It’s natural to characterize a time-series by its degree of trend and seasonality due to them being two most significant structural characteristics. These two measures can be defined as follows

Here, Y refers to the Original Time-Series, ( Y – Trend ), ( Y – Seasn ), ( Y – Trend – Seasn ) refers to the de-trended series, de-seasonalized series, de-trended & de-seasonalized series.

```
IMPLEMENTATION IN R
ts_measures <- function(ts) {
if( frequency(ts) > 1 ) {
STL_model <- stl( ts, s.window = "periodic" )
seasn <- as.numeric( STL_model[[1]][,1] )
trend <- as.numeric( STL_model[[1]][,2] )
deseasn <- ts - seasn
detrend <- ts - trend
remainder <- ts - trend + mean(trend, na.rm = TRUE)
deg_seasn <- ifelse( var(deseasn) < 1e-10,
0, max(0, min(1, 1-var(remainder)/var(deseasn))) )
deg_trend <- ifelse( var(detrend) < 1e-10,
0, max(0, min(1, 1-var(remainder)/var(detrend))) )
} else {
trend <- lowess(ts)$y
# Here we are using the lowess() function, a local polynomial regression
# to estimate the trend. There are other alternatives like splines, moving averages etc.
# As discussed, ideal estimation would be the one with no residual trend in the remainder
detrend <- ts - trend + mean(trend, na.rm = TRUE)
deg_seasn <- 0
deg_trend <- ifelse( var(detrend) < 1e-10, 0, max(0, min(1, 1-var(remainder)/var(ts))) )
}
measures ("Degree of Seasonality" = deg_seasn, "Degree of Trend" = deg_trend )
return(measures)
}
```

To explore how effective is our time-series model (here, we are using a STL model) in capturing the seasonal & trend components, let’s check if there is any residual Seasonality or Trend by calculating the same attributes, Degrees of Seasonality & Trend for the remainder component

```
IMPLEMENTATION IN R
# Extracting the remainder component from the STL model used previously
print( ts_measures(adj_timeSeries) )
STL_model <- stl(adj_timeSeries, s.window = "periodic")
remainder <- as.numeric( STL_model[[1]][,3] )
# Checking any inherent periodic pateerns left uncaptured in the remainder
res_periodogram <- spec.pgram(x = remainder, spans = c(3,5))
plot(res_periodogram)
# Checking the scale of thses uncaptured attributes...
# Calculating the Degrees of Seasonality & Trend on the remainder
residual_ts ( remainder, frequency = 12 )
print( ts_measures(residual_ts) )
```

```
OUTPUT
```

We can see the scale of uncaptured seasonality and trend are abt 0.04 & 0.001 on a scale of 0 to 1. Hence, we can infer that the STL algorithm is a reliable method for decomposing the current time-series. It must be reiterated that this selection might not hold for other time-series’.

Skewness & Kurtosis

Skewness and Kurtosis measure how similar a given distribution is to a normal distribution. Skewness is a measure of the presence of symmetry in the data. Kurtosis is a measure of whether the dataset is peaked or flat relative to a normal distribution.

These attributes can be better understood visually;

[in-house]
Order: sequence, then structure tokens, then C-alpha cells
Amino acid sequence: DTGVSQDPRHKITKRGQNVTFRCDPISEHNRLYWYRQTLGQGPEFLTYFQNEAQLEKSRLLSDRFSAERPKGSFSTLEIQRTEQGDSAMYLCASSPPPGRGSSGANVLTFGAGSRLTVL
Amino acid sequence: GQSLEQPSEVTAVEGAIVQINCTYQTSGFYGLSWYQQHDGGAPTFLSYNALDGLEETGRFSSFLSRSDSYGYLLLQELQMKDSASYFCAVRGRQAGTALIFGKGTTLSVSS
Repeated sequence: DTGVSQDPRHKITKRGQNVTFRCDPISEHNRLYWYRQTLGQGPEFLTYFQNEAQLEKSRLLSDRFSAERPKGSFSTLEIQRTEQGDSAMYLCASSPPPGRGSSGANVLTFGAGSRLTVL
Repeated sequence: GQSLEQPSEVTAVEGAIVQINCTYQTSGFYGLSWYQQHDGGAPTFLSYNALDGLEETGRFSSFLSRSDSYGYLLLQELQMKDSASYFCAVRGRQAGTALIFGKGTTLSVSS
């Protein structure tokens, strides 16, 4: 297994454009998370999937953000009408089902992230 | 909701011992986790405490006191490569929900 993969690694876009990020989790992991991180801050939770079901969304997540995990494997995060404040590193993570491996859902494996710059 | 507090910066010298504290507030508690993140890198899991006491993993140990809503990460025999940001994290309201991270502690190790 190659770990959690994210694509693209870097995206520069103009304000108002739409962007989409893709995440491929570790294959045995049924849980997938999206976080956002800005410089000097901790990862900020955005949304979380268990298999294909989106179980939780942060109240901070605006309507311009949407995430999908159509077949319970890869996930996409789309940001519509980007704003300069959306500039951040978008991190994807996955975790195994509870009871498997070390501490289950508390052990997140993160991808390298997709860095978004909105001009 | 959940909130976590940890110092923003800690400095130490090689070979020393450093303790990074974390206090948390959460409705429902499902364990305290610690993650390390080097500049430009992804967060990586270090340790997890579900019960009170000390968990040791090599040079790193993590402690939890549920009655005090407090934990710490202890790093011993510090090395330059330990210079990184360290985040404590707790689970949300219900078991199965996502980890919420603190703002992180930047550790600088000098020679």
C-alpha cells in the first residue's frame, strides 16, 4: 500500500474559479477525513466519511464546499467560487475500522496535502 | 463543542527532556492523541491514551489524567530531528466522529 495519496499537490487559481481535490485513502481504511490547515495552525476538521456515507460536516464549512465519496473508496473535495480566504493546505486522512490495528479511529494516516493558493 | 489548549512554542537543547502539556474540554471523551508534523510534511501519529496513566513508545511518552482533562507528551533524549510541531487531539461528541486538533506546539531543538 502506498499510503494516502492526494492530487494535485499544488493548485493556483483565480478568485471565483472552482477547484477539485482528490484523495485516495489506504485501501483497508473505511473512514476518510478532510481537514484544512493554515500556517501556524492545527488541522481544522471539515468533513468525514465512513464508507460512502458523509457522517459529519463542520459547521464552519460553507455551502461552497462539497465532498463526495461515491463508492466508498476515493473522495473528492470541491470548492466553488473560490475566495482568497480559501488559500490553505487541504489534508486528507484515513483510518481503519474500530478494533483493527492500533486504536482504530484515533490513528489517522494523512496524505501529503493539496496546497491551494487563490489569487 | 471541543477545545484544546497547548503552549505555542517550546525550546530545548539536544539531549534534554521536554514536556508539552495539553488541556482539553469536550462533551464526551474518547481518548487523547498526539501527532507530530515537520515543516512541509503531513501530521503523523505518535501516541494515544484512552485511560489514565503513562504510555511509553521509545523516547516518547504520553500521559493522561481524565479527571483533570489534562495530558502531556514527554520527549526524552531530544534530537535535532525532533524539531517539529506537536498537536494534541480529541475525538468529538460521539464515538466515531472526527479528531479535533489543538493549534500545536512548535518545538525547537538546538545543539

These attributes are quantified in the following way for a univariate time-series with n values, where Y refers to a generic element of the time-series, E(Y) refers to the mean of all the observations

Non-Linearity

Some time-series can’t be adequately represented by linear models. An example of this would be the behaviour of an economic time-series during recession which are not handled well by traditional linear models. Hence, the non-linearity of a time-series is an important attribute to determine the selection of the best forecasting method.

There are many approaches to test the nonlinearity in time series models of various functional natures. One of the most reliable among them is a test based on a Neural Network model named, Terasvirta’s test. We will be using the test statistic for the aforementioned test for measuring time series data nonlinearity.

Auto-Correlation

The modelling techniques we will be studying in the upcoming articles are built on one fundamental assumption that any specific observation of a time-series can be interpreted as a function (either linear or non-linear) of the observations preceding it.

Although we can gain an inference from the Auto-Correlation Function (ACF) plots we discussed in the previous articles, a measure which quantifies the degree of auto-correlation would be useful to check if the series fits a white-noise model.

Once possible choice is the Box-Pierce Statistic whose mathematical formulation is

Entropy

Entropy is a measure for quantifying the noise in a time-series. Recent studies have re-categorized the previously considered random noise series’ as non-linear dynamic systems and they aim to understand the nature of random behaviour & improve the short term forecasts. Lyapunov Exponent is one such measure which characterizes the entropy of the system

Keep watching this space for more

BACK TO THE FUTURE – A Beginner’s Guide to Forecasting

1. A Primer on Time-Series Forecasting

2. Structural Time-Series Models

3. Periodicity of a Seasonal Time-Series

4. Defining Time-Series Attributes

5. Exponential Smoothing Framework

6. ARIMA modelling in a nutshell